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Obukhovo, noginsky district, moscow oblast

The meaning of «obukhovo, noginsky district, moscow oblast»

Obukhovo (Russian: Обу́хово) is an urban locality (a work settlement) in Noginsky District of Moscow Oblast, Russia, located 26 kilometers (16 mi) east from Moscow. Population: 9,630 (2010 Census);[1] 10,746 (2002 Census);[5] 11,359 (1989 Census).[6]

The settlement is divided into two parts by the M7 auto route.

Two rivers flow through Obukhovo: the Klyazma and the Shalovka (Klyazma's tributary).

Obukhovo used to be a famous center of textile industry. Its core enterprises were a sand pit and two carpet factories. Bankruptcy of the factories led to their closure in 2002.

Obukhovo was first mentioned in a book about Moscow region written in 1573–1574. In 1708, English businessman Andrew Stales built a powder mill in Obukhovo, which later manufactured gunpowder. In the first half of the 19th century the powder mill underwent bankruptcy and was sold on auction.

In 1775, Obukhovskaya suburb was organized near the powder mill.

In 1852, Anisim Tyulyaev built a clothing factory and in 1857 Mikhail Brunov built a carpet factory in Obukhovskaya suburb. After the October Revolution, both factories were nationalized. In 1958, the factories merged under the name of "Lenin Carpet and Clothing Enterprise of Obukhovo".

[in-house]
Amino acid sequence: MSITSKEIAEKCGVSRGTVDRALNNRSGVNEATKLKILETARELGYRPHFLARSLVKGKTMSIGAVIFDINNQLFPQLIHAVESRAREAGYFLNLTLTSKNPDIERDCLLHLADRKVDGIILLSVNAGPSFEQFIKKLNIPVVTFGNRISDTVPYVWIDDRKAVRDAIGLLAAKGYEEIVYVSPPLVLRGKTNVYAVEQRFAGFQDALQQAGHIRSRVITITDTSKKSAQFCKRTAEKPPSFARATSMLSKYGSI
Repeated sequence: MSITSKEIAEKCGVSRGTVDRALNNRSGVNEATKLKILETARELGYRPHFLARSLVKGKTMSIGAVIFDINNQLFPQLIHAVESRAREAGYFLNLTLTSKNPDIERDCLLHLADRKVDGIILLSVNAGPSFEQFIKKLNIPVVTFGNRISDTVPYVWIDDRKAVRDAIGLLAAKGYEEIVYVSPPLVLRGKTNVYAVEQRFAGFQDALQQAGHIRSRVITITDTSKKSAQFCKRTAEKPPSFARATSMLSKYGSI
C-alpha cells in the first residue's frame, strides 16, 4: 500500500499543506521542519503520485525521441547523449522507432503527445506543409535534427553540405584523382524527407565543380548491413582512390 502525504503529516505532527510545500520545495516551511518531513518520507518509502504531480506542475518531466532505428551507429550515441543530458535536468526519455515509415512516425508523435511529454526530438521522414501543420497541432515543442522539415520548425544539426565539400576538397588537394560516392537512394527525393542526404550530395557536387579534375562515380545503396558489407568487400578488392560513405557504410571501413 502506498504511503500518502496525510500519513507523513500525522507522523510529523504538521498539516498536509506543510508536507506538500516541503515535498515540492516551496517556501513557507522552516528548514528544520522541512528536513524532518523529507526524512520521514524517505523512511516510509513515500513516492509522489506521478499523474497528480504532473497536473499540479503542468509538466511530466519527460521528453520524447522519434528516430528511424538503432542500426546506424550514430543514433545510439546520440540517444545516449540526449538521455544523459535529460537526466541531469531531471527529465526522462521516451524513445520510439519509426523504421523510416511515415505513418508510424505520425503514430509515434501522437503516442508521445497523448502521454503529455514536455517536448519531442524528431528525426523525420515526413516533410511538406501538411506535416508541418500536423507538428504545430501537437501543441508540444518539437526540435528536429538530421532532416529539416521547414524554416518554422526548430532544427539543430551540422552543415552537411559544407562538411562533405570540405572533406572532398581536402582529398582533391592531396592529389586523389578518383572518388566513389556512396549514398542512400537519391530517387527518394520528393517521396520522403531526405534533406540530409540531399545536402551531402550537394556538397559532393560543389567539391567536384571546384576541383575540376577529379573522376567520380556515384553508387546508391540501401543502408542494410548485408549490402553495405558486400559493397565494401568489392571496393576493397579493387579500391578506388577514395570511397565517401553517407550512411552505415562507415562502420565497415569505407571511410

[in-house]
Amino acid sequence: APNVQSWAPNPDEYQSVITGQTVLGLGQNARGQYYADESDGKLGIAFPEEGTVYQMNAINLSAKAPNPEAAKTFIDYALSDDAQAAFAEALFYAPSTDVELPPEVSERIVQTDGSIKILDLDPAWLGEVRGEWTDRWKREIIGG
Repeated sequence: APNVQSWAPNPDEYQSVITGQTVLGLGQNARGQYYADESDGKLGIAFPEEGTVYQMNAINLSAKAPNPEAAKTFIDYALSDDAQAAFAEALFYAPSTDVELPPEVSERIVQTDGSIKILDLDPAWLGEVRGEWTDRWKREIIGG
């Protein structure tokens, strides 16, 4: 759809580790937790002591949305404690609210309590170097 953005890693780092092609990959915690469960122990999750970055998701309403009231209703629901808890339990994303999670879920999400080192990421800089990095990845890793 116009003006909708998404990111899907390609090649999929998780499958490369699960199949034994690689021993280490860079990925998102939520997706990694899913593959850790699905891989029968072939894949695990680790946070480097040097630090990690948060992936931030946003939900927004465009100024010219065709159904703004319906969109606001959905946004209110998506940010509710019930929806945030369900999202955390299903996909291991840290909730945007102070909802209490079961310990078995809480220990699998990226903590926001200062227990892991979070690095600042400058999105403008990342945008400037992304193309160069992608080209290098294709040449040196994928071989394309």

On May 21, 1928, the settlement was granted urban-type settlement status and renamed Obukhovo.

In 2002, "The Carpets of Obukhovo" Joint Stock Company (former "Lenin carpet and cloth combine of Obukhovo") went bankrupt and in 2006 it was liquidated.

The settlement is also well known as one of the bandy centres of Russia. Many players from Obukhovo has become World Champions.[citation needed] Sportivny Klub Obukhovo[7] is the only club outside the highest division of Russian Bandy Super League to have an artificial ice.[8] Obukhovo has hosted several Youth World Championships. In February 2011 it was for Girls-17,[9] in December 2011 for Boys-23, in which the Russian team was victorious after beating Sweden after extra-time in the final[10] and in 2013 the same tournament.[11]

The other sections of Sportivny Klub Obukhovo are association football, volleyball, judo, and field hockey.

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